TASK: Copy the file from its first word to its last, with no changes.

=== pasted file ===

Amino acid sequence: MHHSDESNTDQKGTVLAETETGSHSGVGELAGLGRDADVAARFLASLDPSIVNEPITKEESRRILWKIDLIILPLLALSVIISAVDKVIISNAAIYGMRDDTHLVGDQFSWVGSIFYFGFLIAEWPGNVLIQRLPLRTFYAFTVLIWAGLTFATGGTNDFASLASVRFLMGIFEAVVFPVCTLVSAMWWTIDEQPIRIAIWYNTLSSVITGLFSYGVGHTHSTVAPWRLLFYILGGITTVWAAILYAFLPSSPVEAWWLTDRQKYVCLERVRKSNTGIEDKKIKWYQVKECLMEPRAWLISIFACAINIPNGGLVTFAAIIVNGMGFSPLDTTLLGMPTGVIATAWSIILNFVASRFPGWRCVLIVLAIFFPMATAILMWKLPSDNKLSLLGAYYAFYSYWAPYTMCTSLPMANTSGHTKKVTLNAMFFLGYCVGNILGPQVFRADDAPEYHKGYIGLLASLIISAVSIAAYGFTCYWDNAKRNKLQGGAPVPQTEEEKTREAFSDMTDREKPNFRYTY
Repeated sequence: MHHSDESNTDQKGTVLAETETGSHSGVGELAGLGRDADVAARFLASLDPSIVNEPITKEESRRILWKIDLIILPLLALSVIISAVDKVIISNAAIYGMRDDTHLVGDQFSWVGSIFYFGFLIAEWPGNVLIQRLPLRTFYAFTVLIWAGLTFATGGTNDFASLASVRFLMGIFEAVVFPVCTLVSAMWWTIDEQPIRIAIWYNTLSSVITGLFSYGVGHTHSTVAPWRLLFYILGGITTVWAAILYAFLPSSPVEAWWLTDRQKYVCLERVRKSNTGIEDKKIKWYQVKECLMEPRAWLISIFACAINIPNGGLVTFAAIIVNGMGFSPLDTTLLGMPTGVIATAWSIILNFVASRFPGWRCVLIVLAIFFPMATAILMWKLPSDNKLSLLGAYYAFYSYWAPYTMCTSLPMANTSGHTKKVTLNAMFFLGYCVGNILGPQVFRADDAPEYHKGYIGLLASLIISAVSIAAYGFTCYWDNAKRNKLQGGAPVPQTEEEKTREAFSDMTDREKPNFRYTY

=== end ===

Amino acid sequence: MHHSDESNTDQKGTVLAETETGSHSGVGELAGLGRDADVAARFLASLDPSIVNEPITKEESRRILWKIDLIILPLLALSVIISAVDKVIISNAAIYGMRDDTHLVGDQFSWVGSIFYFGFLIAEWPGNVLIQRLPLRTFYAFTVLIWAGLTFATGGTNDFASLASVRFLMGIFEAVVFPVCTLVSAMWWTIDEQPIRIAIWYNTLSSVITGLFSYGVGHTHSTVAPWRLLFYILGGITTVWAAILYAFLPSSPVEAWWLTDRQKYVCLERVRKSNTGIEDKKIKWYQVKECLMEPRAWLISIFACAINIPNGGLVTFAAIIVNGMGFSPLDTTLLGMPTGVIATAWSIILNFVASRFPGWRCVLIVLAIFFPMATAILMWKLPSDNKLSLLGAYYAFYSYWAPYTMCTSLPMANTSGHTKKVTLNAMFFLGYCVGNILGPQVFRADDAPEYHKGYIGLLASLIISAVSIAAYGFTCYWDNAKRNKLQGGAPVPQTEEEKTREAFSDMTDREKPNFRYTY
Repeated sequence: MHHSDESNTDQKGTVLAETETGSHSGVGELAGLGRDADVAARFLASLDPSIVNEPITKEESRRILWKIDLIILPLLALSVIISAVDKVIISNAAIYGMRDDTHLVGDQFSWVGSIFYFGFLIAEWPGNVLIQRLPLRTFYAFTVLIWAGLTFATGGTNDFASLASVRFLMGIFEAVVFPVCTLVSAMWWTIDEQPIRIAIWYNTLSSVITGLFSYGVGHTHSTVAPWRLLFYILGGITTVWAAILYAFLPSSPVEAWWLTDRQKYVCLERVRKSNTGIEDKKIKWYQVKECLMEPRAWLISIFACAINIPNGGLVTFAAIIVNGMGFSPLDTTLLGMPTGVIATAWSIILNFVASRFPGWRCVLIVLAIFFPMATAILMWKLPSDNKLSLLGAYYAFYSYWAPYTMCTSLPMANTSGHTKKVTLNAMFFLGYCVGNILGPQVFRADDAPEYHKGYIGLLASLIISAVSIAAYGFTCYWDNAKRNKLQGGAPVPQTEEEKTREAFSDMTDREKPNFRYTY